Photo courtesy of Jeff Pierson.
Bluff Park Art Show
Hank Simpson is a clay artist who participates in the Bluff Park Art Show.
As show chairs Jeff Pierson and Cathy Wheeler prepare for the 52nd Annual Bluff Park Art Show, they’re expecting crowds of 8,000 to 10,000 visitors.
“We have so many patrons coming who were brought to the show by their parents or grandparents, and now they are bringing their children,” Pierson said. “The show has a national reputation, but because we are a one-day show, we generally draw [artists] from the Southeast and Midwest primarily.”
This year, the art show will be held on Oct. 3 in Shades Cliff Park, colloquially known as Bluff Park, at 517 Cloudland Drive. It will feature the original work of 140 artists. The free event invites visitors to examine displays throughout the park, talk with the artists and purchase pieces.
Donations are accepted at bluffparkartassociation.org, and proceeds are placed in the Endowment Fund dedicated to help fund future philanthropy.
“I expect this [year’s] show to be a continuation of a long line of successful shows uniting artists, patrons, volunteers,and art lovers,” Pierson said.
Originally, a group of mothers, many of whom were artists, founded the Art Association and organized the show to raise funds to equip the Bluff Park Elementary School library. The show has since been hosted annually and the association has become a nonprofit with several philanthropic efforts.
“Suburban life often lacks in the availability of easy access to the arts,” Pierson said. “The show is an asset for the city due to the nature of the show and the reputation it has garnered over the years as a show of great quality and integrity.”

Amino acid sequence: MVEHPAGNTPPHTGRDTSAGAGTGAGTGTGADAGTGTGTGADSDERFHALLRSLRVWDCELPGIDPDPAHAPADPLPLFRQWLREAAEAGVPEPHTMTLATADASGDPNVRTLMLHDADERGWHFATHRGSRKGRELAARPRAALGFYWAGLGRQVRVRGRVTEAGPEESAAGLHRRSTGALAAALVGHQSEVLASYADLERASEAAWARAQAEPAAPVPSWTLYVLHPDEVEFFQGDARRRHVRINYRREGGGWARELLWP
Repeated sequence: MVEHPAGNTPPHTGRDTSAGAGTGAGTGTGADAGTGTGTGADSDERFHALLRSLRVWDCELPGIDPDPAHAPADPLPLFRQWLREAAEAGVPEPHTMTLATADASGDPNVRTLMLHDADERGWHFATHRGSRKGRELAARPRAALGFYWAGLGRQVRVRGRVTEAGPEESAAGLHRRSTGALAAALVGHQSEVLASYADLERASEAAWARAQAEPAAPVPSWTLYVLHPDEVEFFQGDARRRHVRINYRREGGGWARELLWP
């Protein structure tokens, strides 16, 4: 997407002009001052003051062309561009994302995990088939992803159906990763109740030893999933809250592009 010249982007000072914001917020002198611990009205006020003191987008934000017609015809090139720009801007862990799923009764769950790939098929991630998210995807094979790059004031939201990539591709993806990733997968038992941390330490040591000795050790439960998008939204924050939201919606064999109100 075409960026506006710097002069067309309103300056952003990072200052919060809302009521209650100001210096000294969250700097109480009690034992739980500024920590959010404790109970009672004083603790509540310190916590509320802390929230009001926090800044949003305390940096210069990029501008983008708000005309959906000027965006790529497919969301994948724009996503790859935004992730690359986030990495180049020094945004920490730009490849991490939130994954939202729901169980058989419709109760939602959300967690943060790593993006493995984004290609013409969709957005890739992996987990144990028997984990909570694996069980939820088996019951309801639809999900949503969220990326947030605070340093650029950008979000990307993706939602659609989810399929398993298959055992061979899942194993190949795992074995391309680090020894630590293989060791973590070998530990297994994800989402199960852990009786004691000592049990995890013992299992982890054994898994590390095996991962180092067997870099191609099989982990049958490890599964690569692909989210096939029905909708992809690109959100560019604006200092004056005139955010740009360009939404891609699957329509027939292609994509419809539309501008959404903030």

For artists, the art show is a juried show, with a rotating membership for the jury. Interested artists of all ages must apply and submit three examples of their work at juriedartservices.com. A panel of jurors then blindly examines the submissions, voting strictly on the quality of the images, and narrows down the artists to invite to the actual show.
Categories span across almost every medium, including clay, painting, multi-media in 2D and 3D, sculpture, woodworking, printmaking, photography, metalworking, fiber, jewelry, glass, graphite and pastel. If artists wish to exhibit work in more than one category, they must apply and be juried into the show for each specific category.
“This will be my third year participating in the show; however, I have attended the show for the past 30 years,” artist Sherri Van Pelt said. “[This year,] my work is in kiln-formed glass. I did a collaborative piece with 90 children at Vacation Bible School at Southminster Presbyterian Church. It is in the kiln as we speak. The piece is a gift for a young girl who recently had a heart transplant.”
“I will be showcasing jewelry. I was inspired by my late cousin, Edgar Grant, [who was a] Holocaust survivor and an incredibly strong and gentle man,” said Barbara Dollar, who has participated for five years. “I make most pieces using antique sterling silver spoons, vintage pocket and wrist watch cases and copper sheet.”
Five-year participant Brittany Carol Moore will be showing artwork created by transferring photos onto stained glass. The pieces of glass she uses were formerly part of the windows in Kimberly Church of God, which was hit by a tornado passing through Kimberly in spring 2014. The glass was recovered from the rubble and is “now taking on new life and purpose.”
“I love for people to make their own stories about my work. I may have my own idea about it, but countless interpretations are possible as most of my images have a surreal quality,” Moore said.
In the future, the Bluff Park Art Show is planned to further surpass its 52nd year. Pierson credits the city, school system, donors and volunteers for the show’s long-running success.
“We are proud that the show has touched so many people and exposed them to original art and the artists who create it,” Pierson said.